Pronunciation of Celtic Names













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Last Updated: Tuesday, September 16, 2003

There are six dialects of Celtic still in existance. They are Irish, Welsh, Scot, Manx, Cornish, and Breton. They pronounce the same words slightly differently. The god names below use mainly Irish or Welsh pronunciations. I have seen sites where Dagba is pronounced DAG ba but of course it is not. Dagba is pronounced Dah Dah and yes it does mean father.

Spelling of Irish names in English was clearly done by the same group who gave us the spellings for words like though, through, sought, thorough all of which are pronounced differently. My mothers middle name was Seosaimhin (shO SA fEn which is Josephine in English). Need I say more?

WELSH
Stress and Other Issues
Stress in Welsh is easy. In any word longer than one syllable, the emphasis is always on the next-to-last syllable.
There are lots of regional variations in the pronunciation of Welsh, and many variations in spelling between medieval and modern usage. However, this guide should be enough to help you understand how the sound patterns given in the examples behave.

Consonants
The majority of Welsh consonants are pronounced exactly like their English equivalents. There are some exceptions, and several consonants unique to Welsh. What follows is a list of consonants and their pronunciations.
b: As in English.
c: Always hard, as in cut.
d: As in English. However, in medieval Welsh orthography, d was sometimes used to represent dd, below.
dd: Pronounced like the th in then.
f: Pronounced like English v.
ff: Pronounced like English f.
g: Always hard, as in get.
ng: Always pronounced as in English sing.
h: As in English.
k: Occasionally encountered in place of c, but usually only in words borrowed from English.
l: As in English.
ll: This letter is probably the most intimidating to non- Welsh speakers -- but it's really not so hard. Put the tip of your tongue against your hard palate and the back of your top teeth, as if you were saying an l. Breathe out over the sides. It sounds like a cross between an l and the th of thick.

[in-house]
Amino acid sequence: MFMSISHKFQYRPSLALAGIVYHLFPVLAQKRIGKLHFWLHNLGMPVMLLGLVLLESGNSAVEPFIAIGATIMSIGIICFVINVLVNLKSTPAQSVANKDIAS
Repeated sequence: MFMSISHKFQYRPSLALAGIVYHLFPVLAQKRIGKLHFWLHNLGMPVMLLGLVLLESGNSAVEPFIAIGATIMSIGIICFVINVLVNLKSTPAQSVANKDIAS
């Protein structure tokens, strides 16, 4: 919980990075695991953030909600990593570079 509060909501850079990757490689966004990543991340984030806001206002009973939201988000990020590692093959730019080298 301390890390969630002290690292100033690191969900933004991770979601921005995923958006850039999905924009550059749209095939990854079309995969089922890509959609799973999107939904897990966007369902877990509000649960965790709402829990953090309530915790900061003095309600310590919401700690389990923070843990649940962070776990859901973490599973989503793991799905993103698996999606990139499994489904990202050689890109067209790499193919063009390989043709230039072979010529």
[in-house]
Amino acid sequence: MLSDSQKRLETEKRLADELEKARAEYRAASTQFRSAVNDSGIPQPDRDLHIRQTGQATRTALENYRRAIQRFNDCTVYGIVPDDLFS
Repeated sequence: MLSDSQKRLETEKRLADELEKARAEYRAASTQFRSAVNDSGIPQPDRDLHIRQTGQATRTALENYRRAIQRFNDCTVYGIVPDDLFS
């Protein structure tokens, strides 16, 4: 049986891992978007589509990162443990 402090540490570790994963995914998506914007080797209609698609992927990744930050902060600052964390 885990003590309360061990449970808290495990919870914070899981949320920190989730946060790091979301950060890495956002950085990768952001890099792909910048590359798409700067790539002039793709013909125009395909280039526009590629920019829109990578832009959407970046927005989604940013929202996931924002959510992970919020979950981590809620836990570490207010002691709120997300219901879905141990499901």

m: As in English.
n: As in English.
p: As in English.
ph: Rare, but as ff, above.
r: As in English, with a bit of a flip to it.
rh: An aspirated r. The closest approximation in English would be to assume it were written hr.
s: As in English.
si: Pronounced like English sh.
t: As in English.
th: Always pronounced as in English "thing."
v: As in English; as in earlier English orthography, v and u can be used interchangeably. Thus "deuair" (in "cywydd deuair hirion") is pronounced "DEH-vire," and the man's name Ieuan is pronounced YEH-vahn.
There are a few consonant clusters that may be difficult for English speakers.
mh, nh, ngh: Are pronounced about as they look.
Vowels
Welsh has seven vowels: a, e, i, o, u, w, and y.
The pronunciation of each vowel varies depending on whether it is long or short.
Continuing with the pronunciation of vowels then:
a: Long: as in "father." Short: as in "mat."
e: Long: as in the a in "flame" or "chaos." Short: as in "pen."
i: Long: as in "machine." Short: as in "pit."
o: Long: as in the Biblical Job. Short: as in "pop."
u: This is perhaps the trickiest vowel for English-speakers to remember. Long: as in the English long ee (as in "see"); in North Wales, it's closer to the German u-umlaut. Short: something like the i in "pit."
w: Long: like the oo in "food." Short: like the oo in "book." Between a consonant and another vowel, it behaves like the English consonant w.
y: y has two distinct pronunciations, depending on the vowel's position in a word.
Long: like u, above. Short: similar to the short i .
The schwa sound, like the u in "but."

Diphthongs
Welsh makes great use of diphthongs. Some versions of half-rhyme (see Part II) require them.
ae, ai: As in English "eye."
au: Similar to ae or ai. Most modern Welsh speakers pronounce it like a long e (as the a in "flame" or "chaos."
aw: A combination of short ah and short oo ; not quite like "crowd," more like German "blau."
ei, eu: In modern Welsh, these have become pronounced like the ee in "see" or like English "eye," but they were originally pronounced as in English "say."
ew: A combination of a short eh with a short oo.
iw, uw, yw: Like a very British pronunciation of "dew."
oi, oe: As in English "oil."
ow: As in "owe" or the name Owen.
yw: In the middle of a word, this is the "obscure" (schwa) y sound combined with a short oo.
wy: A short
oo followed by a very short, less emphatic ee. A bit tricky for English speakers, but not too hard to learn. Generally after g, this combination sounds like the English consonant w followed by a short ih (as in the man's name Gwyn).
The pronounciation rules for reading the names below are these: